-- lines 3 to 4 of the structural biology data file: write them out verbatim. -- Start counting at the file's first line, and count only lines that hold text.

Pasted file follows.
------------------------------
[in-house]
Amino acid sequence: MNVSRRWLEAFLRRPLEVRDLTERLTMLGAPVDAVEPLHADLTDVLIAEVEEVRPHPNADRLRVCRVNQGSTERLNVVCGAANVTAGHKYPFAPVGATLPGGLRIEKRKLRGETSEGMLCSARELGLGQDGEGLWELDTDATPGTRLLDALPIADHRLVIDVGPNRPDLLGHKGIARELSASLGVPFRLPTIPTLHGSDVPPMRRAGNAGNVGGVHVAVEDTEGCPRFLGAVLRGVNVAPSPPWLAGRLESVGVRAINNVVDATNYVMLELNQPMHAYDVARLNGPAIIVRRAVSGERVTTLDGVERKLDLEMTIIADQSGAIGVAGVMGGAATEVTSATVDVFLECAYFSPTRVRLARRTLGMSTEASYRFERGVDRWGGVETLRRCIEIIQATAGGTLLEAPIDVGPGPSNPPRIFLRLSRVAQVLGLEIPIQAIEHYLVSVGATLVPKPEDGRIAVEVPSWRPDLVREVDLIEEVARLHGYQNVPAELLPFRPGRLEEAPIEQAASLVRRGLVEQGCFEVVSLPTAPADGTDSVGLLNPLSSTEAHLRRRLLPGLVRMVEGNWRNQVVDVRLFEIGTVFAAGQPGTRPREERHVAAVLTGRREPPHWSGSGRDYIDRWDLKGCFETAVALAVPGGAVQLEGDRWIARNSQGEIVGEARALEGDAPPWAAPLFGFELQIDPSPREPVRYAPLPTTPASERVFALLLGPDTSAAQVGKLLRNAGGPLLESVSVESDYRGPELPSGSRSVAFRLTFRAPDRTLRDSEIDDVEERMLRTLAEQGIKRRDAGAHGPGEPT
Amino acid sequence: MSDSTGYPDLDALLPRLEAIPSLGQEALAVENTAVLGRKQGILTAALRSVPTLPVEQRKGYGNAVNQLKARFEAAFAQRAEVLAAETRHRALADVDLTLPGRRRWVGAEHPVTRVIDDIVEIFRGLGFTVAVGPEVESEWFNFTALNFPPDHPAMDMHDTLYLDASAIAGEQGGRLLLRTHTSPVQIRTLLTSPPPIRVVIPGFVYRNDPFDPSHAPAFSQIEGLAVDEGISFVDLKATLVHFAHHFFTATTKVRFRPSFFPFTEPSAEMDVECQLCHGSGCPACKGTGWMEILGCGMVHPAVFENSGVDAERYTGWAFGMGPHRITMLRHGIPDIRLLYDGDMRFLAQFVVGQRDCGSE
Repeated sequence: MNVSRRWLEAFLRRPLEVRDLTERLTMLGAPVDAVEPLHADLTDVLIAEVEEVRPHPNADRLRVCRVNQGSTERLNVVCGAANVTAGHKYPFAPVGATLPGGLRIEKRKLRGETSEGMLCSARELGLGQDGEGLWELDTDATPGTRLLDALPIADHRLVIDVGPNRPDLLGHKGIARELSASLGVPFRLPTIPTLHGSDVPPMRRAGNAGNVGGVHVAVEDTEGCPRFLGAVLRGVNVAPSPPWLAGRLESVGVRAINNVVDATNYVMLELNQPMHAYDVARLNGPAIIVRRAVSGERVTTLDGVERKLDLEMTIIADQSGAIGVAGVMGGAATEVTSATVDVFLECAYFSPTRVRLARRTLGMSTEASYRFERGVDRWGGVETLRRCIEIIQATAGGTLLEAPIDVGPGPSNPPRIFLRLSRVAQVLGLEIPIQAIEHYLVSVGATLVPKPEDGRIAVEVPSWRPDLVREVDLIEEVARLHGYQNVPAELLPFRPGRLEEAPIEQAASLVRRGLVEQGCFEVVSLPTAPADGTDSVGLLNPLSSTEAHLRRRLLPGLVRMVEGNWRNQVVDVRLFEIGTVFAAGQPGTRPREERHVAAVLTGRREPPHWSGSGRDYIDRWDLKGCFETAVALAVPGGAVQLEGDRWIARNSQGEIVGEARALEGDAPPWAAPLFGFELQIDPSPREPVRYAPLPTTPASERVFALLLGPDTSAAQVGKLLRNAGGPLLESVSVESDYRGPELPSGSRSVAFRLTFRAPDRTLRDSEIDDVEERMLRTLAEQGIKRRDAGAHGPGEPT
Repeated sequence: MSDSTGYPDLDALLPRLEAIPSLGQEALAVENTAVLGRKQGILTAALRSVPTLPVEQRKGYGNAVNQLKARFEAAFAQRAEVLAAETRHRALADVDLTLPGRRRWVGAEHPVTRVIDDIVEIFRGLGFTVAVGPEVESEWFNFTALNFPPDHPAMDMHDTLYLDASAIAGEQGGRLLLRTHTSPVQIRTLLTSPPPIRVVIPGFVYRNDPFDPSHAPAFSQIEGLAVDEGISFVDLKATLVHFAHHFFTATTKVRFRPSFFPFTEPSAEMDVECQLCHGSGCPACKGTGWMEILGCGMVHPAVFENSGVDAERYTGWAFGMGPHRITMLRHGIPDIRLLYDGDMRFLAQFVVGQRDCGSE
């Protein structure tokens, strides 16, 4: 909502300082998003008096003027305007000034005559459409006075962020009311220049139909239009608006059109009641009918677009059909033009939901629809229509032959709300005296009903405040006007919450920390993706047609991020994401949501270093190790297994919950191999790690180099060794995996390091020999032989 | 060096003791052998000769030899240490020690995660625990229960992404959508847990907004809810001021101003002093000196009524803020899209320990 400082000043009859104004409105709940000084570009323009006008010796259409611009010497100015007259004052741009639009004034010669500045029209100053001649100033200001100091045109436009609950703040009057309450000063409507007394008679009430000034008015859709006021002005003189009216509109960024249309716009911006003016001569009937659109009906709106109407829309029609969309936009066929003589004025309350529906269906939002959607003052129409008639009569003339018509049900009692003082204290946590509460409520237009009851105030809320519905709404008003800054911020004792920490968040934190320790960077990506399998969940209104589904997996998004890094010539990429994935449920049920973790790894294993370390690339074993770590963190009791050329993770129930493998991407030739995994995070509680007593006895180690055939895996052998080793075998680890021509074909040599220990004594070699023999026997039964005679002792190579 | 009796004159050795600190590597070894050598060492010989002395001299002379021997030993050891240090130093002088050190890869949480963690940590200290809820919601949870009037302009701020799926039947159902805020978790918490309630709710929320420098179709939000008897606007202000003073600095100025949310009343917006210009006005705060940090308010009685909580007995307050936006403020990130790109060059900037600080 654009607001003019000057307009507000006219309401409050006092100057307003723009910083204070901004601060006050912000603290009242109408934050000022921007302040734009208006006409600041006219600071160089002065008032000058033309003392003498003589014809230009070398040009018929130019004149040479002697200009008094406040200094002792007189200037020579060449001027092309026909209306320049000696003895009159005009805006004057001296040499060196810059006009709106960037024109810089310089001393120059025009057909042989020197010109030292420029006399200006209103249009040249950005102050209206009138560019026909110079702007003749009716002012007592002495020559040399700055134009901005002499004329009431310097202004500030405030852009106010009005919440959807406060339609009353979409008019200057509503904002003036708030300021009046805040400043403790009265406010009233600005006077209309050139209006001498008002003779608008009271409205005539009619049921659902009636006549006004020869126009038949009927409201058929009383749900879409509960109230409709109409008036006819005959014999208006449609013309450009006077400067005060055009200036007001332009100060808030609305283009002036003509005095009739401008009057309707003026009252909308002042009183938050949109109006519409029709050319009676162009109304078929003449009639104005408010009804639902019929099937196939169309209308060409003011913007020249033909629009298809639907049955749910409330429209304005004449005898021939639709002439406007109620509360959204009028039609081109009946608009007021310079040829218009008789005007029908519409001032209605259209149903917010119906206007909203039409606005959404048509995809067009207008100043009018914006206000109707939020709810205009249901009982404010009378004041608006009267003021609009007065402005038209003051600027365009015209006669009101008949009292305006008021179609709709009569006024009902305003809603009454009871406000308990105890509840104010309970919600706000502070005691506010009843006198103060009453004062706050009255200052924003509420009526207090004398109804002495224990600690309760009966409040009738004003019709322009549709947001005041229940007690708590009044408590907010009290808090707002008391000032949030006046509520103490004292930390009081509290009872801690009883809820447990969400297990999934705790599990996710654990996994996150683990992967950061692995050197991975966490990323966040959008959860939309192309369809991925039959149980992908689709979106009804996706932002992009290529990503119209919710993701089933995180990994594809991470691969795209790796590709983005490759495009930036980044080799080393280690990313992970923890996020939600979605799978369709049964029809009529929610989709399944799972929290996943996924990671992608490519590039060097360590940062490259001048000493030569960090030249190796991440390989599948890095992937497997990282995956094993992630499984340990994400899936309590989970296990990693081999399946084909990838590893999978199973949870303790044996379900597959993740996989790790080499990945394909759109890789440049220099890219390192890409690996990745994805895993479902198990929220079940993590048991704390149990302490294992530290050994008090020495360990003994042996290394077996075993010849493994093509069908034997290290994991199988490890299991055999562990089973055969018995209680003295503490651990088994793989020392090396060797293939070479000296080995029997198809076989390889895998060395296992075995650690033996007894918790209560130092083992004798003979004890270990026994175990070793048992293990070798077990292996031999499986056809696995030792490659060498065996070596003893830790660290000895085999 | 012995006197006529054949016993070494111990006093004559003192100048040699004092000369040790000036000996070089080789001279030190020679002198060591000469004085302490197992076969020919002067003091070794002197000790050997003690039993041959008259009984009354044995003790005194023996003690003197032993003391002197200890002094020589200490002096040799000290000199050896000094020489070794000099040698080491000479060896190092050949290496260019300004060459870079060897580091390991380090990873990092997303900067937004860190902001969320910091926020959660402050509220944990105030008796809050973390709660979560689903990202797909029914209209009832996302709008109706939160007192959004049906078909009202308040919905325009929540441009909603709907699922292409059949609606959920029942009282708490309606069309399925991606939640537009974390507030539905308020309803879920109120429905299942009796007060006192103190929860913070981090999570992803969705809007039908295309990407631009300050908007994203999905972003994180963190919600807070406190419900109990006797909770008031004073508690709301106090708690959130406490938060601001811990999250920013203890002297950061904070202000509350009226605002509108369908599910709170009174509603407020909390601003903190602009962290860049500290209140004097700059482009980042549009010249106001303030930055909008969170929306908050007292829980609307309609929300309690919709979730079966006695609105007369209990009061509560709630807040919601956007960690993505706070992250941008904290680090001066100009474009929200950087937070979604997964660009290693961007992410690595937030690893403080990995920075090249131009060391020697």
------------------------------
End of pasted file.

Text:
Amino acid sequence: MSDSTGYPDLDALLPRLEAIPSLGQEALAVENTAVLGRKQGILTAALRSVPTLPVEQRKGYGNAVNQLKARFEAAFAQRAEVLAAETRHRALADVDLTLPGRRRWVGAEHPVTRVIDDIVEIFRGLGFTVAVGPEVESEWFNFTALNFPPDHPAMDMHDTLYLDASAIAGEQGGRLLLRTHTSPVQIRTLLTSPPPIRVVIPGFVYRNDPFDPSHAPAFSQIEGLAVDEGISFVDLKATLVHFAHHFFTATTKVRFRPSFFPFTEPSAEMDVECQLCHGSGCPACKGTGWMEILGCGMVHPAVFENSGVDAERYTGWAFGMGPHRITMLRHGIPDIRLLYDGDMRFLAQFVVGQRDCGSE
Repeated sequence: MNVSRRWLEAFLRRPLEVRDLTERLTMLGAPVDAVEPLHADLTDVLIAEVEEVRPHPNADRLRVCRVNQGSTERLNVVCGAANVTAGHKYPFAPVGATLPGGLRIEKRKLRGETSEGMLCSARELGLGQDGEGLWELDTDATPGTRLLDALPIADHRLVIDVGPNRPDLLGHKGIARELSASLGVPFRLPTIPTLHGSDVPPMRRAGNAGNVGGVHVAVEDTEGCPRFLGAVLRGVNVAPSPPWLAGRLESVGVRAINNVVDATNYVMLELNQPMHAYDVARLNGPAIIVRRAVSGERVTTLDGVERKLDLEMTIIADQSGAIGVAGVMGGAATEVTSATVDVFLECAYFSPTRVRLARRTLGMSTEASYRFERGVDRWGGVETLRRCIEIIQATAGGTLLEAPIDVGPGPSNPPRIFLRLSRVAQVLGLEIPIQAIEHYLVSVGATLVPKPEDGRIAVEVPSWRPDLVREVDLIEEVARLHGYQNVPAELLPFRPGRLEEAPIEQAASLVRRGLVEQGCFEVVSLPTAPADGTDSVGLLNPLSSTEAHLRRRLLPGLVRMVEGNWRNQVVDVRLFEIGTVFAAGQPGTRPREERHVAAVLTGRREPPHWSGSGRDYIDRWDLKGCFETAVALAVPGGAVQLEGDRWIARNSQGEIVGEARALEGDAPPWAAPLFGFELQIDPSPREPVRYAPLPTTPASERVFALLLGPDTSAAQVGKLLRNAGGPLLESVSVESDYRGPELPSGSRSVAFRLTFRAPDRTLRDSEIDDVEERMLRTLAEQGIKRRDAGAHGPGEPT